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Election Guide #4: Mayor and City Council
Plus, the 1 Minute Mini Guide To the Worcester Election
Hello again! Three posts in three days is spam behavior but anything that can turn out more voters is worth it. So bear with me if this has been a lot for you. Same, trust me.
I’m gunna try something different today. Before all the yada yada, the first section is something useful to share with people in your circle who might not pay much attention (no hate, paying attention sucks) but want to vote tomorrow, and want to vote productively.
Or send the version of it on the Worcester Sucks Instagram.
I timed Katie reading the following and it took her exactly a minute to read!
The 1-Minute Mini Guide to the Worcester Election
We have never been so close to achieving something so special in this often miserable little city. You can help make that happen by running an extra errand tomorrow. Voting in presidential elections is pretty pointless so if you feel that way, you’re not wrong. But voting in this one isn’t. These races could be decided by dozens of votes. It matters. If you want to learn more, there’s a lot to learn and you can start here. If you don’t want to learn more, that’s fine! This is the guide for you.
If you don’t know where to vote, use this page to find out. The polls are open until 8 p.m. It takes less time than a convenience store run. In and out and on with your day.
The following picks are the COOL ZONE and the COOL ZONE is a silly name for a very serious coalition of smart people who care about the city and want to do something to make it better for everyone. They care about your rent going up, for instance, and they have a real shot at taking power from the people who don’t.
If you vote the following way, you are officially in the COOL ZONE. You can just keep this page open on your phone in the voting booth and work off the list. That’s fine. No one is going to yell at you.
Mayor: Khrystian King
At Large (pick six): King, Thu Nguyen, Maydee Morales, Domenica Perrone, Johanna Hampton-Dance, Guillermo Creamer
District 1: Jenny Pacillo
District 2: Rob Bilotta
District 3: Feanna Jattan-Singh
District 4: Katia Norford
District 5: Etel Haxhiaj
SC At Large: Tracy O’Connell Novick, Sue Mailman
SC District C: Jermoh Kamara
SC District E: Nelly Medina
More information can be found here:
The rest of this post is a more substantive explanation of the mayoral and council races. That’s it! Briefest explanation possible. Thank you!
Election Guide #4: Mayor and City Council
Really this entire newsletter is an election guide to the City Council. I’m just repeating myself at this point. Here’s the rub: Election Day is tomorrow. By 8 p.m. we’ll know whether or not the city’s progressive coalition has taken control of the City Council. That’s not hyperbole. It’s one of several likely outcomes. Six seats. That’s it. Three more seats. In order to make that happen, we have to convince people who don’t care to vote!! Lean on your circle! Peer pressure!!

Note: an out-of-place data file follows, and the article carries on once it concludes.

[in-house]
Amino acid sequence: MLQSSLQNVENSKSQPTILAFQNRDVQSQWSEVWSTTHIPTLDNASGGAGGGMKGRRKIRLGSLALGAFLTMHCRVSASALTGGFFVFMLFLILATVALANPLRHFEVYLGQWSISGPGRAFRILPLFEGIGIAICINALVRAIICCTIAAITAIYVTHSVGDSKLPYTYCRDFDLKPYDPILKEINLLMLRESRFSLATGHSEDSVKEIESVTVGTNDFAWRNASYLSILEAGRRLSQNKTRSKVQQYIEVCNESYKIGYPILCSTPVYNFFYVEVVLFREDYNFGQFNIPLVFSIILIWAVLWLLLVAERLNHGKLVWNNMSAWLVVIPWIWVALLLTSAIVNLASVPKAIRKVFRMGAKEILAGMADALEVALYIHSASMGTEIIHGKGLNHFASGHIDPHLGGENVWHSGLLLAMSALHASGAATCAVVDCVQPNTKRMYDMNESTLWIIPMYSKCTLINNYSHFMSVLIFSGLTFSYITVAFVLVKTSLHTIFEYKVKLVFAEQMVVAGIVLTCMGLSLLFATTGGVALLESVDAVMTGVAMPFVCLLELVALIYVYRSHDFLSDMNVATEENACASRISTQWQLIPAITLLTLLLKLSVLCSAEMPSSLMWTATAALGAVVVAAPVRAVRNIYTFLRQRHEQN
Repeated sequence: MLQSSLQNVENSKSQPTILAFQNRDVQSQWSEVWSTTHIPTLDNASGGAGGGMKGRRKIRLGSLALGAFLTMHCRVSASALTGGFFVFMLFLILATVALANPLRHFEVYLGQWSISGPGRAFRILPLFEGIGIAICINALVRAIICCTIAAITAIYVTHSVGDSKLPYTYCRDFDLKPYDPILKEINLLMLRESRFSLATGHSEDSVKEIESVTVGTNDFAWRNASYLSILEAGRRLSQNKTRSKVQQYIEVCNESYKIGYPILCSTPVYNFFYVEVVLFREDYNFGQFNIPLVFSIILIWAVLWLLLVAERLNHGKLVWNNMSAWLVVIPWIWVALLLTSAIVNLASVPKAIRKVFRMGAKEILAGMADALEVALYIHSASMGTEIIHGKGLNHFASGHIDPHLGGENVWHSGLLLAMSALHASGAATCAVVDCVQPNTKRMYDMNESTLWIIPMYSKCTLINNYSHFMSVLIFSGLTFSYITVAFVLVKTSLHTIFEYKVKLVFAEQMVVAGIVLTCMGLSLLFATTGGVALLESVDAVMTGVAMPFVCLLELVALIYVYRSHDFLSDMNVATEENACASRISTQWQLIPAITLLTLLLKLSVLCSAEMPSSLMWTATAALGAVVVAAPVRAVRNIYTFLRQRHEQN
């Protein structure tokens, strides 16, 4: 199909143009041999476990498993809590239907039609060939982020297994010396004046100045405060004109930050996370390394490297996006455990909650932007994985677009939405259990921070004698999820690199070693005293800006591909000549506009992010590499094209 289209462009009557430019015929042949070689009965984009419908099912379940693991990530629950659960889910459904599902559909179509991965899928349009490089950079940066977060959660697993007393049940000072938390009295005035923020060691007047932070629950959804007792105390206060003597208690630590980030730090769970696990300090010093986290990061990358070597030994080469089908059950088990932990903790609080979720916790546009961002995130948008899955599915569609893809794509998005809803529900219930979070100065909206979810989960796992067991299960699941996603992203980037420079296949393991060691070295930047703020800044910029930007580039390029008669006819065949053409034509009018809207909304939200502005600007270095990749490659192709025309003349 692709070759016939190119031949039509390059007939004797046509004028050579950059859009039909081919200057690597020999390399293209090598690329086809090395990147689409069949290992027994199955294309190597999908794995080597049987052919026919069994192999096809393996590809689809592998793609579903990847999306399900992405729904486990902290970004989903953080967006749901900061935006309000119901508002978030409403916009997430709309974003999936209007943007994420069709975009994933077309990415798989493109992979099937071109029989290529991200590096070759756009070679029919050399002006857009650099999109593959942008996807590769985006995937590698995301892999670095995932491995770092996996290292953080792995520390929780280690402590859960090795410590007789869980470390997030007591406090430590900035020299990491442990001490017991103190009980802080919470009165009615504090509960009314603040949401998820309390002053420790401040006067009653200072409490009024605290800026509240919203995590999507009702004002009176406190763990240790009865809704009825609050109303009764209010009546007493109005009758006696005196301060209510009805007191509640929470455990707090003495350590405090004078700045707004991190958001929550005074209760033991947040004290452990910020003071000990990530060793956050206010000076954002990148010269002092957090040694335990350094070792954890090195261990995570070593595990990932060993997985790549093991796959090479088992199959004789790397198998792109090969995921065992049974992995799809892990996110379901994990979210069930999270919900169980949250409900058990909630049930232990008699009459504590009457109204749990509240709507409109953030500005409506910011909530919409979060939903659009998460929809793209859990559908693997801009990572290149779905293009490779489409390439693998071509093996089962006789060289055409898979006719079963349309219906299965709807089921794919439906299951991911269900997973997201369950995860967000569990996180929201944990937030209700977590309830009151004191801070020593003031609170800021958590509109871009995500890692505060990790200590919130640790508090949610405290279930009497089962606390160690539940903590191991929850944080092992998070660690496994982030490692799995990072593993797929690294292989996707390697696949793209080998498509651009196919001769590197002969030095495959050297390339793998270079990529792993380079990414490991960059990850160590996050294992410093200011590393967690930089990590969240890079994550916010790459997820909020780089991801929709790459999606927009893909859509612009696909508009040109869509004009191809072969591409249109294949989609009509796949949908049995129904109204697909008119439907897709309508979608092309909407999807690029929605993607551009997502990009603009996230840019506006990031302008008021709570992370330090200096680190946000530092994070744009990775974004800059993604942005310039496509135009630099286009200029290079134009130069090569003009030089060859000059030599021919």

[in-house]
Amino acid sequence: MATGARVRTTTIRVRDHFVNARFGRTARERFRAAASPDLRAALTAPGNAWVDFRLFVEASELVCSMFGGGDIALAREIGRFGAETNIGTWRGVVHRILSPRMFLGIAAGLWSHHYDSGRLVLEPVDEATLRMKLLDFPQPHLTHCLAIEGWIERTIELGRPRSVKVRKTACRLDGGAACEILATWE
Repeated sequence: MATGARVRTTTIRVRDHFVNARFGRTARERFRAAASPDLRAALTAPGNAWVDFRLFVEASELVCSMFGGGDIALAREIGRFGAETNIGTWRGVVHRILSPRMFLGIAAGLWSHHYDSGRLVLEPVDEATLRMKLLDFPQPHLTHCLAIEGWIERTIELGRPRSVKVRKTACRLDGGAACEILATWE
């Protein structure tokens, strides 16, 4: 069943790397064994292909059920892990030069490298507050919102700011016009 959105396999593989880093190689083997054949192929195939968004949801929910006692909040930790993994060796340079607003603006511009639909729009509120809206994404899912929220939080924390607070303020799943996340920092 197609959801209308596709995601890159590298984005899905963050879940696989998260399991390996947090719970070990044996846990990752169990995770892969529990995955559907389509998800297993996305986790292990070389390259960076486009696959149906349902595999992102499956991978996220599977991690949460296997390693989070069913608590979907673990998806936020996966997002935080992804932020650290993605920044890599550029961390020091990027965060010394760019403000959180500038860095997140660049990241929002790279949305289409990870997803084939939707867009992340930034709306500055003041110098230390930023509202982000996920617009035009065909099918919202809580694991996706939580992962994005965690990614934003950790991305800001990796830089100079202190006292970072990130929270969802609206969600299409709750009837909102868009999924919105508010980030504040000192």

So let’s get to it.
The overall dynamic
As it stands, the City Council is divided along a stark and obvious 8-3 divide. There are three loose political factions informing this divide: progressives, centrists and cranks (“crank” explained in detail). The eight-vote majority position is composed of the centrists and cranks. The three-vote minority is composed of progressives.
Progressives: Khrystian King, Etel Haxhiaj, Thu Nguyen
Centrists: Joe Petty, Sarai Rivera, Sean Rose, George Russell
Cranks: Kate Toomey, CandyMero-Carlson, Moe Bergman, Donna Colorio
This 8-3 dynamic has blocked the council from taking substantive action on affordable housing, the environment, homelessness and curbing the ability of anti-abortion pregnancy centers to deceive pregnant people, among others. Over the past two years, the process of arriving at a bludgeoning 8-3 or 7-4 vote on good ideas has been brutal to witness. Perhaps most significantly, the 8-3 dynamic allowed for the entirely undemocratic and irresponsible hiring of Eric Batista to replace Ed Augustus as city manager without a search process or even a formal interview. The way the majority conducts council business is entirely at odds with the design of our democratic system, and Batista’s hiring really put that in stark relief. The progressive minority meanwhile was pounded with accusations of being “divisive” for not going along. They’ve lost a lot of votes on the council floor, but each time they lost, they were able to peel back a certain onion: The council doesn’t work like it’s supposed to, and in its current form it exists not as an expression of the public will but as a bulwark against it. I’ve spilled a lot of digital ink over the past two years articulating this dynamic. Here are some choice examples:
In this election, there are a ton of progressive candidates running, and comparatively few centrists and cranks. There is a real opportunity to change the 8-3 dynamic to 7-4, 6-5 or even a 5-6 flip. The flip is the #1 goal, obviously, but any of those outcomes are victories. Staying at 8-3 or worse is also a possibility, and that defeat will be difficult for the nascent progressive movement in this city to absorb. I personally do not know how I’ll be able to endure another two years of it. So here’s how that reality factors into each race. I could go on and on but will do my best to keep it tightly focused around outcomes.